History Articles - For Whom The Bell Tolls

For six years I wrote a short history article in the monthly parish magazine, The Pelican.  One of the articles is shown in the column opposite.

Articles can be accessed by clicking on the appropriate title from the index below.

If anyone has any old photographs or parish information which they would like recorded (for present and future generations to share) then please get in touch with me.

    John Davison (Website Co-ordinator)
           Telephone: 01670 760609
      Email: jdavison26@btinternet.com

63   Dec 2011 We'll Weather the Weather
62   Nov 2011 Alan's Ackl'n Appearances
61   Oct 2011 Ackl'n Marriages 1913-14
60   Sep 2011 Old Photographs Required
59   Jul 2011 A Tower With A Tale To Tell
58   Jun 2011 A Well Kept Secret
57   May 2011 Fishy Business
56   Apr 2011 Acklington Warrior Stone
55   Mar 2011 The Church of St John
54   Feb 2011 Deep and Chrisp
53   Dec 2010 For Whom The Bell Tolls
52   Nov 2010 Which Village?
51   Oct 2010 A Pilot's Memories
50   Sep 2010 Acklington Black Poplar
49   Jul 2010 Street Names
48   Jun 2010 RAF Memorial
47   May 2010 Crowning Glory
46   Apr 2010 Badminton Club
45   Mar 2010 Murder On The Train
44   Feb 2010 Guyzance Tragedy
43   Dec 2009 Acklington Park
42   Nov 2009 Dye House (Part 2)
41   Sep 2009 Dye House (Part 1)
40   Jul 2009 History Making Heads
39   Jun 2009 Acklington Main Street
38   May 2009 James Raymond Smith
37   Apr 2009 The Age of Steam Trains
36   Mar 2009 Fred Wilson
35   Feb 2009 Guyzance School
34   Dec 2008 Acklington W.I.
33   Nov 2008 Lych Gate
32   Oct 2008 Village Hall Disaster
31   Sep 2008 Summer Crowds
30   Jul 2008 Spot The Differences
29   Jun 2008 Sunday School
28   May 2008 National Finalist
27   Apr 2008 What's in A Name
26   Mar 2008 Railway Inn
25   Feb 2008 Osprey
24   Dec 2007 The Guyzance 10
23   Nov 2007 Bowls Club
22   Oct 2007 Village Harvest
21   Sep 2007 Wedding Bliss
20   Jun 2007 The Other Acklington Artist
19   May 2007 The La'Well Tree
18   Apr 2007 The German Spy
17   Mar 2007 The Winter of 47
16   Feb 2007 Les Birkett's Memories
15   Jan 2007 Railway Station
14   Dec 2006 Jane Chapman
13   Nov 2006 Witches
12   Oct 2006 Jack Taylor
11   Sep 2006 Black Ralph
10   Aug 2006 School Photographs
09   Jul 2006 Pig Killings
08   Jun 2006 Village Hall Disaster
07   May 2006 Cricketers
06   Apr 2006 On Yer Bike
05   Apr 2006 Cricket
04   Mar 2006 Mailbag Robbery
03   Feb 2006 Storm of 1886
02   Jan 2006 Football
01   Dec 2005 Help Required

An ancient bell was once again heard in Acklington Parish after a period of over 800 years. It happened on 30th October 2010 at the Halloween History Talk organised by Acklington Community Team. The ancient relic, which is normally under lock and key at Acklington Parish Church, is the sanctus bell from St Wilfred’s medieval priory which once stood proudly on the bank of the river Coquet near Brainshaugh. Part of the chapel remains as a ruin and can be seen poking up above a much more recent wall built by a former landowner to protect this historic structure and the burial ground within. As for the rest of the priory buildings, buried foundations are all that is left.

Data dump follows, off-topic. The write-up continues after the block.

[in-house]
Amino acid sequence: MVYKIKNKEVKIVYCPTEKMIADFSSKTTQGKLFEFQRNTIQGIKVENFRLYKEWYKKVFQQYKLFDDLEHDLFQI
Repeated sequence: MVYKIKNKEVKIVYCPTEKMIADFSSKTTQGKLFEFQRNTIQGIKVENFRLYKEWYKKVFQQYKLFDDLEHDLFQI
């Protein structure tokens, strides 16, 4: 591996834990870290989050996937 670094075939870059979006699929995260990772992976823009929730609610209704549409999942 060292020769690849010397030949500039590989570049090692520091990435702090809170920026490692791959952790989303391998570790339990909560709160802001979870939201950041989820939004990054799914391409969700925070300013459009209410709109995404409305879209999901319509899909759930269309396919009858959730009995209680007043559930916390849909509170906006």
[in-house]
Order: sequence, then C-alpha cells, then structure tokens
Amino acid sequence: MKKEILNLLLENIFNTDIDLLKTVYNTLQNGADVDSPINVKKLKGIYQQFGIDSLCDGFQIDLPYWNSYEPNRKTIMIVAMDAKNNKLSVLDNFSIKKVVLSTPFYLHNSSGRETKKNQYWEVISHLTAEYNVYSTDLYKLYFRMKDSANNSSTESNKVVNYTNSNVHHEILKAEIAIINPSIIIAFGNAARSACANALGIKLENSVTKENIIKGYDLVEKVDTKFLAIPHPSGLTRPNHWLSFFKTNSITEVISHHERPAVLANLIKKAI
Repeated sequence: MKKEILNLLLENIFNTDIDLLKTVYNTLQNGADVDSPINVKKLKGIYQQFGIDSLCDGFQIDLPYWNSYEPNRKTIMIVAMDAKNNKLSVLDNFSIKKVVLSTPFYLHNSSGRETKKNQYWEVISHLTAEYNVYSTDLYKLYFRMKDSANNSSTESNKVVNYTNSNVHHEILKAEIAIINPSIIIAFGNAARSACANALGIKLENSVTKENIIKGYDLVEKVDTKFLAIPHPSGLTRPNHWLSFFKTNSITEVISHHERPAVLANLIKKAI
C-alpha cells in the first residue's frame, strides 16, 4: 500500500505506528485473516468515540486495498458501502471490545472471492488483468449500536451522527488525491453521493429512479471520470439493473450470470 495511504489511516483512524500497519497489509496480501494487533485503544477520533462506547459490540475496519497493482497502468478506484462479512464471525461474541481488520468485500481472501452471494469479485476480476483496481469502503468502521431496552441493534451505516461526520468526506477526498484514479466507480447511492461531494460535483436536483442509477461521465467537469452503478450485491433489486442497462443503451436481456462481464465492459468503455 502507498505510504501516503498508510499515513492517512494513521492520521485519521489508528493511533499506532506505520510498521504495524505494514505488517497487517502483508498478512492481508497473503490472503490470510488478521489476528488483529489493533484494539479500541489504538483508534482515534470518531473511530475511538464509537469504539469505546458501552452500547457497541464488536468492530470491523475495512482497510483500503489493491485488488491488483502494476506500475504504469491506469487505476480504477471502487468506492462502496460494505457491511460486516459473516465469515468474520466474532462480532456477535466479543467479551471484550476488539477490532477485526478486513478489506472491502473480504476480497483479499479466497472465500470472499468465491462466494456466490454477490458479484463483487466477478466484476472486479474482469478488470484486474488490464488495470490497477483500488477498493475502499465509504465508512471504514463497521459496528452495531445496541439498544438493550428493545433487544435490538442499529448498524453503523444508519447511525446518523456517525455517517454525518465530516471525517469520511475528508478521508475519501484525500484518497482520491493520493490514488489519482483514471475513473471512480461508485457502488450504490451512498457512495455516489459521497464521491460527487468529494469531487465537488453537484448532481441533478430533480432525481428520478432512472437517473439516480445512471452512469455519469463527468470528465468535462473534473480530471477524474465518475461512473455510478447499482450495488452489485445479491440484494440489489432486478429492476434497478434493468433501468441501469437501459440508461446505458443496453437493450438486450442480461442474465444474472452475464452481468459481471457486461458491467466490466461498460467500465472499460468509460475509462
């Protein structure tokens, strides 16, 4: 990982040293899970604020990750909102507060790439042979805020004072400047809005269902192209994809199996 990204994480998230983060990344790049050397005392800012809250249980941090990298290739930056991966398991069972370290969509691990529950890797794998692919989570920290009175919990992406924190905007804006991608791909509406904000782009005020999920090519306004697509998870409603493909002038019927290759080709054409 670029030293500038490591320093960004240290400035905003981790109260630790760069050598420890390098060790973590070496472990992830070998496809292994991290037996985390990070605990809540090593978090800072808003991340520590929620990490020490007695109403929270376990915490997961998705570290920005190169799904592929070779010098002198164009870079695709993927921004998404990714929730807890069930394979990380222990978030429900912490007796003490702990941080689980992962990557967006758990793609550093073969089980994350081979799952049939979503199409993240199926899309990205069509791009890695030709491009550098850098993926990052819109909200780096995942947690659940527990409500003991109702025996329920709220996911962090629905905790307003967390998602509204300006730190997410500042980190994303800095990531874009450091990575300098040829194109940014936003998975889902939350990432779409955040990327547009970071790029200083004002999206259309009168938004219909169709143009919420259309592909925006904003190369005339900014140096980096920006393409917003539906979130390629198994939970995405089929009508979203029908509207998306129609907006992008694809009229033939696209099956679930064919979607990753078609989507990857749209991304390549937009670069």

We know that in 1147 this Norman priory was founded and dedicated to St Wilfred of Guysnes and the nearby village adopted the name “Guysnes” which later became “Guyson” then changed over the years to “Guyzance”. We also know that an order of nuns occupied the priory until their numbers were decimated by the Great Plague in 1349. Sadly the priory never really recovered from this traumatic period and the place gradually deteriorated into a ruined state.

The plague in question was one of the most deadly pandemics in human history and became known as the Black Death. Symptoms included horrible swellings on the body (deep red, turning to black), particularly in the groin, the neck and armpits, which oozed pus and bled when opened. This was followed by acute fever, vomiting of blood and infected lungs. Most of the plague victims had great difficulty breathing and died a very painful death within two to seven days after infection. It was without doubt a most terrifying time for people living in the area and the history books tell us “nine out of ten bondage holdings in Acklington and Guyzance were laid waste by the Black Death.”

One of the worst aspects of the disease to the medieval Christian mind was that people died without last rites and without having a chance to confess their sins. If they could, many local folk would visit the priory and look to the nuns for help before finally meeting their maker. The sanctus bell from the priory would be rung by one of the nuns when a plague victim died. The sound would echo through the valley informing all the remaining parishioners that the Black Death had, once again, robbed the community of a member!
Very few relics from St Wilfred’s Priory remain. The sanctus bell, together with a stone mortar bowl used in the preparation of food, was presented to St John’s Church by the Tate family of Bank House who once owned the land on which the priory stands.
It was a very poignant moment, then, when the bell once again sounded during the recent history talk. The ringing was accompanied by the chanting of a Latin prayer and it all helped to make it an evocative, informative and memorable evening. We think we live in difficult times, but they are surely nothing compared to what some of our ancestors had to endure.


         John Davison   01670 76069